7-Eleven prides itself on its history of innovation, claiming to be the world's ‘first convenience store'. Since it was founded in 1927, the brand claims that this innovation has resulted in a number of other firsts - including being the first convenience store to sell coffee to go, the first convenience store to offer ATM services, and even the first to coin the term ‘BrainFreeze'.
However, the company recently realised that inadequate systems and poorly thought through processes were not giving customers the level of service that is expected in a modern, digital, multi-channel environment.
Jerry Campbell, 7-Eleven's Customer Experience Lead, gave a presentation at ServiceNow's virtual Knowledge 2020 event on how the retail giant has used the Now Platform to rethink its customer service management processes, resulting in a reduction in case volumes and a boost to the company's resolution rate.
Campbell explained that 7-Eleven's mission statement for its customer experience team is to ‘make it easy for customers to receive help when they want it, where they want it and how they want it'. He said:
We want to find, fix and prevent things that hinder customer success. We want an effortless customer journey and to have meaningful, personalised, relevant solutions. Our team members want to feel delighted about presenting those solutions to them. And finally we want to be able to provide those insights to our stakeholders so that they can make informed decisions.
However, 7-Eleven found that this statement was being held back by a very manual case management system, where it wasn't able to separate out customer feedback from customers that need help. Campbell explained that the company also didn't have any way of tracking service standards, was unable to diagnose customer pain points and had inefficient tracking and reporting.
The key to success with the ServiceNow Customer Service Management solution though, according to Campbell, was carrying out some serious groundwork before a technological solution was even considered. In other words, his team recognised that understanding successful processes was key. He said:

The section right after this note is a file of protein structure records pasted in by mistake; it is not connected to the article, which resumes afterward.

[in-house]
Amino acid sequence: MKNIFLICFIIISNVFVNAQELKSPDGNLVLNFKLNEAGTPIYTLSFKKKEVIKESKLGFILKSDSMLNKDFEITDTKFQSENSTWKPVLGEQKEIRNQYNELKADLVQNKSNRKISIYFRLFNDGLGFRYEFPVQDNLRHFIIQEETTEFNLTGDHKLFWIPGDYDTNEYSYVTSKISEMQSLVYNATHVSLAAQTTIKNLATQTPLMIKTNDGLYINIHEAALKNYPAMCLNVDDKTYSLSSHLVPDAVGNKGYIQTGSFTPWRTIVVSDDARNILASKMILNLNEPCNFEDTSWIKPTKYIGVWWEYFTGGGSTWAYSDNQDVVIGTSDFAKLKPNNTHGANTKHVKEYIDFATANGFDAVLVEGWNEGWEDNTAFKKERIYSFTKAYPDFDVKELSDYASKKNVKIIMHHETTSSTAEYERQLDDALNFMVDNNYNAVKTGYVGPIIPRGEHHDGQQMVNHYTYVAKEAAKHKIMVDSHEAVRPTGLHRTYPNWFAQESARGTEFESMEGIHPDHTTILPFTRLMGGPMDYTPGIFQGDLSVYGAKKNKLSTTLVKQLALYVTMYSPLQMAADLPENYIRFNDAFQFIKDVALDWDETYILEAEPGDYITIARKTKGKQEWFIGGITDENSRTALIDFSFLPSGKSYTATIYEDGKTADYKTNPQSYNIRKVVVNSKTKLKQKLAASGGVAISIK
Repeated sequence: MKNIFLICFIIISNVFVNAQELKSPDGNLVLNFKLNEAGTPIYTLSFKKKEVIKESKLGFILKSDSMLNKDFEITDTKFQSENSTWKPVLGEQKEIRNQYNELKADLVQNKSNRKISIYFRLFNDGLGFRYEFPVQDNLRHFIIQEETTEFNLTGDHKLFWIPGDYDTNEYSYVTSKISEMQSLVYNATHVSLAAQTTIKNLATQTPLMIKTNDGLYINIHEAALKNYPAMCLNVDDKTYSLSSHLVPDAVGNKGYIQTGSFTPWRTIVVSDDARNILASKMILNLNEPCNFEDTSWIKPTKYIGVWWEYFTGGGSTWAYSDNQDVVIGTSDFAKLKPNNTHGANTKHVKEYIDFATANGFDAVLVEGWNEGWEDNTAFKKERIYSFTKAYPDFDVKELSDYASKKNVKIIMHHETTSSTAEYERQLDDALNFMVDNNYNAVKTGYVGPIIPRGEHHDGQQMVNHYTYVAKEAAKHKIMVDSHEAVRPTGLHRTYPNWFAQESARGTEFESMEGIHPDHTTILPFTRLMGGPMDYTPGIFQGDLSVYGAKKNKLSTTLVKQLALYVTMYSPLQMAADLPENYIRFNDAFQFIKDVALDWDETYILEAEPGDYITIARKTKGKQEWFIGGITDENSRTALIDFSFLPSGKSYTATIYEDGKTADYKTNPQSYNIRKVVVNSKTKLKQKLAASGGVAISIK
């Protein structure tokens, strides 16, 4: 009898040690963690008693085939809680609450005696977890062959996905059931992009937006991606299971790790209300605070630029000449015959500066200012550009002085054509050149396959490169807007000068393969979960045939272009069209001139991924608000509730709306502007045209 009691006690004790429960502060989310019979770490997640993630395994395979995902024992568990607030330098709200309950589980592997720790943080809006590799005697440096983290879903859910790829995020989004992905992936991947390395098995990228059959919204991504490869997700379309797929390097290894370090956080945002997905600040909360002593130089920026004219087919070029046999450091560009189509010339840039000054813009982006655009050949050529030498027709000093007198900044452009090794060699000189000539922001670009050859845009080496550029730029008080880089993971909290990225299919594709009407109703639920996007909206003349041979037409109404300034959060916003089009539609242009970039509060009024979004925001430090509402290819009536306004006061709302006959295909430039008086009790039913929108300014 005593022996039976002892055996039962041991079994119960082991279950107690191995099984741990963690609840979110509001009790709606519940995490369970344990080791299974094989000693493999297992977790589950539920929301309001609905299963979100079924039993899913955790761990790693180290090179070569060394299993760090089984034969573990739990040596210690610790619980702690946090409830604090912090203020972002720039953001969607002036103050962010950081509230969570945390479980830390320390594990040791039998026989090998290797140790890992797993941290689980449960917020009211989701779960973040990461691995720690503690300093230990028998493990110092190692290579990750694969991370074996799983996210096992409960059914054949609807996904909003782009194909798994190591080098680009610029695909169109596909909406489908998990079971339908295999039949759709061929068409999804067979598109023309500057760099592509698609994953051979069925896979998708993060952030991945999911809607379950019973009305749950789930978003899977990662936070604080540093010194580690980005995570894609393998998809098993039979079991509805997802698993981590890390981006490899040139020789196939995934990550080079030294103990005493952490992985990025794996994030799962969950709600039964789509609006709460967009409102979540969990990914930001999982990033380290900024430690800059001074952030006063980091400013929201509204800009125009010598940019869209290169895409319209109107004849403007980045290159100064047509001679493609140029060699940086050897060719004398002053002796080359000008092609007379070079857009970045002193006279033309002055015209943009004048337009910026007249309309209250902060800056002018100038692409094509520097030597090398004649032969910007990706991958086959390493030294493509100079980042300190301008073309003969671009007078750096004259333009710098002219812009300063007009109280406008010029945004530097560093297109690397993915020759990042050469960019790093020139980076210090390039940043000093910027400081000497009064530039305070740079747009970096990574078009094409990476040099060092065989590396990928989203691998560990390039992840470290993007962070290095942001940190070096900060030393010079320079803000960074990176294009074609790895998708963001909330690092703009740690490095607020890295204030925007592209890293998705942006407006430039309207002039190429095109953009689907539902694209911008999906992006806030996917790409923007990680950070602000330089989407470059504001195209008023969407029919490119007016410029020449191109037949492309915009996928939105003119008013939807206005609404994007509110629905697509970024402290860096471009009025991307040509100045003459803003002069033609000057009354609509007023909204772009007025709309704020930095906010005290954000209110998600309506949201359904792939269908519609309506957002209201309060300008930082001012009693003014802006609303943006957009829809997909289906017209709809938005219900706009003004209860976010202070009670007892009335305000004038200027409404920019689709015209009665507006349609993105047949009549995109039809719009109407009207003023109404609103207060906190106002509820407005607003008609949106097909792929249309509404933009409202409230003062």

We had to define our processes. After those processes were defined, we wanted to institute those processes with technology and monitor how those things were going. We wanted to evaluate and analyse for continuous improvement, and also review and update as necessary to make us the most successful.
Without process, you cannot move forward. My team sat down for about six weeks, going over process after process before we even came up with a technology solution. Technology without process creates an automated mess.
Rethinking customer service
Campbell outlined how 7-Eleven's previous set up saw both feedback and help requests - whether coming through the app, web, phone or email - all go into the company's Medallia system. Campbell said that Medallia is great for passing on surveys and doing text analytics, but that it wasn't meant to be a case management tool
So we would have two agents take all that feedback - around 1,300 pieces of information a day - and sift through what was feedback and what was ‘need help'. Once they thought they'd figured out was ‘need help', they'd send that to the call centre for them to engage with the customer.
So it was kind of like a box of white balls - 90% being golf balls, the other 10% being ping pong balls.
As noted above, 7-Eleven recognised that it needed to redesign its processes. As such, it needed to go back to the start of the customer service journey and ask a customer at that point - on whatever channel - is this about leaving feedback or needing help?
If it was feedback, that information went straight into the Medallia system. However, if they need help, that information is sent to the ServiceNow CSM tool. At that point cases are created, assigned to agents, who then fulfil those case requests. On the back-end, ServiceNow is backtracking and throwing that information to Medallia for text analytics for all the cases being services.
7-Eleven has seen a number of benefits, according to Campbell. He said:
How does that help us improve our numbers? Our case volume went down 93%. We took all those golf balls out of the box and we were able to focus on those ping pong balls. From that we were able to take our resolution rate and shoot it up 205%.
After implementing ServiceNow, cases were distinguishable, prioritisation was there, we had SLAs we could monitor and track. We also had automated case routing and agent productivity shot through the roof. Agents were able to interject and manage with this tool. We are getting customers the help they need 1860% faster. We are also able to answer app reviews and we are doing that three times faster than before.
In addition to this, 7-Eleven's call centre has seen such great efficiencies that it is now handling calls from other departments, such as the franchise opportunity hotline and calls regarding the California Consumer Privacy Act.
However, Campbell was keen to reiterate that this isn't just a technology problem facing call centres and customer service management teams. His approach focuses on process, but also changing the mindset of how teams operate - which, he added, has been aided by the data capabilities within the ServiceNow tool. Campbell explained:
Traditional call centres, they always focus on those traditional key metrics - average speed of answer, average handle time, etc. Most call centre efficiencies are wrapped around: can I get the customer on and off the phone as quickly as possible so I can move on to the next one?
Well, with my team I had to refocus their thought processes. We no longer look at average handle time. We look at first time resolution. My focus is, how can I take care of that customer, the first time, and have them satisfied? In the ServiceNow tool you can do this. It allows us the ability to record and look at first time resolution.